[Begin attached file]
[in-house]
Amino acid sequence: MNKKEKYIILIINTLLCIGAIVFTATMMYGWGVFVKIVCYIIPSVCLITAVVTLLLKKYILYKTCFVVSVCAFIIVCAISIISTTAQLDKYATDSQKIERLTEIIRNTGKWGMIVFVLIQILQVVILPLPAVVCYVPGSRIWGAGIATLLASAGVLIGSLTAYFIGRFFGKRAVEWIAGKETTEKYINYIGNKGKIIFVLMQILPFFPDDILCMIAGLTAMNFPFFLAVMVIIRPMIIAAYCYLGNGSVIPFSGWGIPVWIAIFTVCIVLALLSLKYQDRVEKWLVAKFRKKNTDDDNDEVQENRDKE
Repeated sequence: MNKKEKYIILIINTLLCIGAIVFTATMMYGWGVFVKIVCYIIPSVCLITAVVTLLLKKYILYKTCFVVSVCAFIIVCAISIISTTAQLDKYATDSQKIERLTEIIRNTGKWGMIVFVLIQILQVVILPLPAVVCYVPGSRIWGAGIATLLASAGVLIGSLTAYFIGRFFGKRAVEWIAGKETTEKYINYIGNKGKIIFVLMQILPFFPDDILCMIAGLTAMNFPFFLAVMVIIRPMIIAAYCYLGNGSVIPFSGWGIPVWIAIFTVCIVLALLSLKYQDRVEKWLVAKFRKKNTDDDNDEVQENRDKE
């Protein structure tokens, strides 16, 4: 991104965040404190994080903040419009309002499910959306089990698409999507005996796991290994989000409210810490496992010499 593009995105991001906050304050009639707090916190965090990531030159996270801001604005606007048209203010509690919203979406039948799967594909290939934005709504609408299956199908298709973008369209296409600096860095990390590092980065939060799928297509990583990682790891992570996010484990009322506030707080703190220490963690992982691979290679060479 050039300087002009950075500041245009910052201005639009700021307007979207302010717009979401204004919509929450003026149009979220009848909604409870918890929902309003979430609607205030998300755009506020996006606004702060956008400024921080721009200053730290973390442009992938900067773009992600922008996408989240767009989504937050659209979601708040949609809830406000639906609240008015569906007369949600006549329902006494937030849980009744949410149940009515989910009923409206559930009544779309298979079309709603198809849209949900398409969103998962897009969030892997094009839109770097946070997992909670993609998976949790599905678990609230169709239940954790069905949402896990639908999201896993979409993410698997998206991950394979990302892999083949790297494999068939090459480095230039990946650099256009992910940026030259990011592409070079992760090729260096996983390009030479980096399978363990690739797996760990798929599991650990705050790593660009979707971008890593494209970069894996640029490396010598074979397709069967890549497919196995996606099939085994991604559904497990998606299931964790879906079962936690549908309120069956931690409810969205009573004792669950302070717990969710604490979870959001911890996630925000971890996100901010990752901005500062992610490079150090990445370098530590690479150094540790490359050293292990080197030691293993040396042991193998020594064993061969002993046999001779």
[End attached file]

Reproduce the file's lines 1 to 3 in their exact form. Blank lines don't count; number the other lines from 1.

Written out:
[in-house]
Amino acid sequence: MNKKEKYIILIINTLLCIGAIVFTATMMYGWGVFVKIVCYIIPSVCLITAVVTLLLKKYILYKTCFVVSVCAFIIVCAISIISTTAQLDKYATDSQKIERLTEIIRNTGKWGMIVFVLIQILQVVILPLPAVVCYVPGSRIWGAGIATLLASAGVLIGSLTAYFIGRFFGKRAVEWIAGKETTEKYINYIGNKGKIIFVLMQILPFFPDDILCMIAGLTAMNFPFFLAVMVIIRPMIIAAYCYLGNGSVIPFSGWGIPVWIAIFTVCIVLALLSLKYQDRVEKWLVAKFRKKNTDDDNDEVQENRDKE
Repeated sequence: MNKKEKYIILIINTLLCIGAIVFTATMMYGWGVFVKIVCYIIPSVCLITAVVTLLLKKYILYKTCFVVSVCAFIIVCAISIISTTAQLDKYATDSQKIERLTEIIRNTGKWGMIVFVLIQILQVVILPLPAVVCYVPGSRIWGAGIATLLASAGVLIGSLTAYFIGRFFGKRAVEWIAGKETTEKYINYIGNKGKIIFVLMQILPFFPDDILCMIAGLTAMNFPFFLAVMVIIRPMIIAAYCYLGNGSVIPFSGWGIPVWIAIFTVCIVLALLSLKYQDRVEKWLVAKFRKKNTDDDNDEVQENRDKE